Around 350 participants gathered in Stuttgart, Germany, last week for the 2nd International Congress Hidden Hunger organized by the University of Hohenheim. Hidden hunger refers to a lack of the essential vitamins and minerals, such as Vitamin A, iron, zinc and calcium, required in small amounts by the body for proper growth and development.
Scientists, fieldworkers, members of NGOs and representatives from the government, public, private and civil sector from around the world came together to focus on the causes and consequences of hidden hunger during early development as well as on counter-strategies.
Dr. Stephan Weise, Deputy Director General Research, Bioversity International presented the importance of agricultural and tree biodiversity for healthy lives and healthy landscapes, reminding participants of the importance of food systems to nutrition security. He stressed the need to make significant changes in how we produce, process, transport, market and consume foods if we are to improve nutrition, and the importance of understanding what type of diets have the lowest environmental impact while at the same time meeting nutrient requirements. He also drew attention to the need to look at the whole diet rather than focus on approaches that just consider single nutrients and echoed most other speakers in calling for different disciplines to work together.
Dr. Gudrun Keding, Bioversity International Postdoctoral Fellow, was also invited to give an oral presentation on the so-called ‘nutrition-transition’ in Kenya and Tanzania which describes a shift towards low dietary variety and increased consumption of highly processed foods that are high in energy. This is also combined with low physical activity. This transition is on the rise even in populations of low income countries in both urban and rural areas.
Keding also presented a poster which gained first poster award (see photo of the award presentation). The poster is called ‘Fruit consumption and production: habits, preferences and attitudes of rural households in Western Kenya’.
Currently, fruit consumption in Eastern Africa is far below the recommended daily amount of 400g of fruits and vegetables per person per day, even though the agro-climatic conditions are favourable to the production of a diversity of fruit species. This has implications for micronutrient malnutrition while little is known about the patterns and determinants of fruit production, consumption and marketing.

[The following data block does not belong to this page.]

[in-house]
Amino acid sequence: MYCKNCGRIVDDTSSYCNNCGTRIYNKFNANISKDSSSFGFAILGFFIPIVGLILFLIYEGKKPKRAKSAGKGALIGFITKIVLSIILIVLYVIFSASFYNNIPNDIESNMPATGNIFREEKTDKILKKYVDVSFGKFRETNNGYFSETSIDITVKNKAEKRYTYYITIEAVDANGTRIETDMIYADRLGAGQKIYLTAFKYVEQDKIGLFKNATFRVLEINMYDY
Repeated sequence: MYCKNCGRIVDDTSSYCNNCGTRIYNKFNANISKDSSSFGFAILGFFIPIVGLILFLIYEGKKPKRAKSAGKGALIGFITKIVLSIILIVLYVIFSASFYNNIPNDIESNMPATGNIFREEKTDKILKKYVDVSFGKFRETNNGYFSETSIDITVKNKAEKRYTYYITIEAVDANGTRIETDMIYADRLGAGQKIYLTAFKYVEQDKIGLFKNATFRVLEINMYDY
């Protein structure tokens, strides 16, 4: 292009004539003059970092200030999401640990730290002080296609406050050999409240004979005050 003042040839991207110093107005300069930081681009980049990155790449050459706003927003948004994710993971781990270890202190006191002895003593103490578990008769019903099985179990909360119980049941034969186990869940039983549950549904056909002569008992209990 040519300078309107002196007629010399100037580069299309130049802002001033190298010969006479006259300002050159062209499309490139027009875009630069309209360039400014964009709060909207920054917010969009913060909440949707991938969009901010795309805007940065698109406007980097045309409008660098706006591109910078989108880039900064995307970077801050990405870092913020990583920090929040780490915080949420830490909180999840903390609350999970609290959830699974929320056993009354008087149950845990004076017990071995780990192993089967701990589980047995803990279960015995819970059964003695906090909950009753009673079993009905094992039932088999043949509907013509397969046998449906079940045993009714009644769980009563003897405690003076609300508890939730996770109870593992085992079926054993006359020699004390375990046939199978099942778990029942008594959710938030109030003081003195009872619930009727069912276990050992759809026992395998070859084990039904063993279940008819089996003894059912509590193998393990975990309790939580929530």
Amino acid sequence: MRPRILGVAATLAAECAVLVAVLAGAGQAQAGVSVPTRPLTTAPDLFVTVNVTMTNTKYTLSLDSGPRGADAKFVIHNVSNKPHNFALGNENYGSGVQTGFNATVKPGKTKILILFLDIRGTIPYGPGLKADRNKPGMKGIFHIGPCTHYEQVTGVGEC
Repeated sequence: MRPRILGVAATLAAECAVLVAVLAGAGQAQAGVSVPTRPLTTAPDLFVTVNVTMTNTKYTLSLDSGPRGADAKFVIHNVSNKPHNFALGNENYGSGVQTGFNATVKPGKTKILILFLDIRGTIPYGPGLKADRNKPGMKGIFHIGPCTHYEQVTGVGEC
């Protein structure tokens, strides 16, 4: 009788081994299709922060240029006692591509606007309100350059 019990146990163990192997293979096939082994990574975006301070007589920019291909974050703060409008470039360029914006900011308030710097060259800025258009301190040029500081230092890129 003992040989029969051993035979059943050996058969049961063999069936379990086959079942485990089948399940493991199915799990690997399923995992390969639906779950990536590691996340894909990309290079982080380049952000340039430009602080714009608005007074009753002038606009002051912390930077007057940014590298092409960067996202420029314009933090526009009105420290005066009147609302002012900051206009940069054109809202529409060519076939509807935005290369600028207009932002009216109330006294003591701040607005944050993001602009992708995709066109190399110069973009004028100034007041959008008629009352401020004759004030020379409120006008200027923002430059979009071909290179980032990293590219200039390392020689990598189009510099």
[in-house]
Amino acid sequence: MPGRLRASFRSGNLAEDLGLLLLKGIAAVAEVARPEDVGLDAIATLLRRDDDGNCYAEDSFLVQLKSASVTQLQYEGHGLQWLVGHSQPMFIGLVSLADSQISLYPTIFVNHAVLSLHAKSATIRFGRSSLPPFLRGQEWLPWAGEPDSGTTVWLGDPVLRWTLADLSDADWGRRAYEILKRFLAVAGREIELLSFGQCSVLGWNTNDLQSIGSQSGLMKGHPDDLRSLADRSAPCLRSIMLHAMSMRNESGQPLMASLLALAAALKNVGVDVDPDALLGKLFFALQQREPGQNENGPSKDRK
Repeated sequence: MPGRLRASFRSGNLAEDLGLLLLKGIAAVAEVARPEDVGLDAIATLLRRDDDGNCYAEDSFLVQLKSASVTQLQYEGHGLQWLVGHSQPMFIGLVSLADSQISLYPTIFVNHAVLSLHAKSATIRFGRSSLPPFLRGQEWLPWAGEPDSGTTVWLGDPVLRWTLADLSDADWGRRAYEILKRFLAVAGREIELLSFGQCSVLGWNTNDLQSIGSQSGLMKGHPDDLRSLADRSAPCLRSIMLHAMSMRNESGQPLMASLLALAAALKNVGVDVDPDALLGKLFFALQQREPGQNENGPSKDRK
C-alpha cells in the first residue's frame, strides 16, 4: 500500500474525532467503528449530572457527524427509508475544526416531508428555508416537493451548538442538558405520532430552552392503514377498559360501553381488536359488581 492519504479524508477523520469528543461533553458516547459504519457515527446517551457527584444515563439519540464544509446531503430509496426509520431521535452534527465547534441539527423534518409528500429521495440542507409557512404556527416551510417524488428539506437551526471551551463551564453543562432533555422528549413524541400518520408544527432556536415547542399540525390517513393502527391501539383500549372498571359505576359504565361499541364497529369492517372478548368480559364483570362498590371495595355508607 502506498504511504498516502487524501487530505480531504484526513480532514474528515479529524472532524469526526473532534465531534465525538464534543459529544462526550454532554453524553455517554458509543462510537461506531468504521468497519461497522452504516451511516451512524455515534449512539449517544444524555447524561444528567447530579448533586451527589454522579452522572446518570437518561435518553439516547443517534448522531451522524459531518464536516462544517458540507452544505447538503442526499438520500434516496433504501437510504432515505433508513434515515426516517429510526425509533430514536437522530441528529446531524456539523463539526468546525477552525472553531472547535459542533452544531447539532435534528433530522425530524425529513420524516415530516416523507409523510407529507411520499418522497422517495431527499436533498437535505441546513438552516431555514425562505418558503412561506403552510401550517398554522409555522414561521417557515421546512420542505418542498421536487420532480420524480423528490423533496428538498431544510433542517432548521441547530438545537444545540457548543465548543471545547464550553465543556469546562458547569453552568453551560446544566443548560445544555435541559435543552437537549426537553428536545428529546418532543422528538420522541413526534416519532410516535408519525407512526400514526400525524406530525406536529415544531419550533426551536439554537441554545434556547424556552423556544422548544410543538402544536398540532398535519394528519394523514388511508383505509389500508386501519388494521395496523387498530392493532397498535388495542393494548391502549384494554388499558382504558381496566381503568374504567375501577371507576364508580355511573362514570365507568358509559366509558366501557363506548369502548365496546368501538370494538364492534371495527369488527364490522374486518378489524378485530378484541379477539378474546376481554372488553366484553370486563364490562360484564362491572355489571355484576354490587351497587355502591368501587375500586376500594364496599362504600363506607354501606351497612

The poster shows results of a study that collected data about key trends in gender-disaggregated preferences, attitudes and decision-making processes of rural households for fruit consumption, production, and income generated from this activity. The study was able to show that nearly half of participating households indicated that they sell fruit to generate income, with the other half eating the fruits as part of their household diet. Income generated from fruit sales was mostly spent on starchy staples with less spent on nutritious foods.
While through this the family might not go hungry, hidden hunger is still persisting. As a majority of participants would like to increase fruit consumption this should be seen as an incentive for increasing fruit production in Western Kenya as well as increasing research and development of fruit trees and how they can contribute to improved nutrition.
View or download the poster:
Fruit consumption and production: habits, preferences and attitudes of rural households in Western Kenya
For more information, contact Dr. Gudrun Keding
This work supported by the CGIAR Research Program on Agriculture for Nutrition and Health (A4NH) and the Federal Ministry of Economic Cooperation, Germany.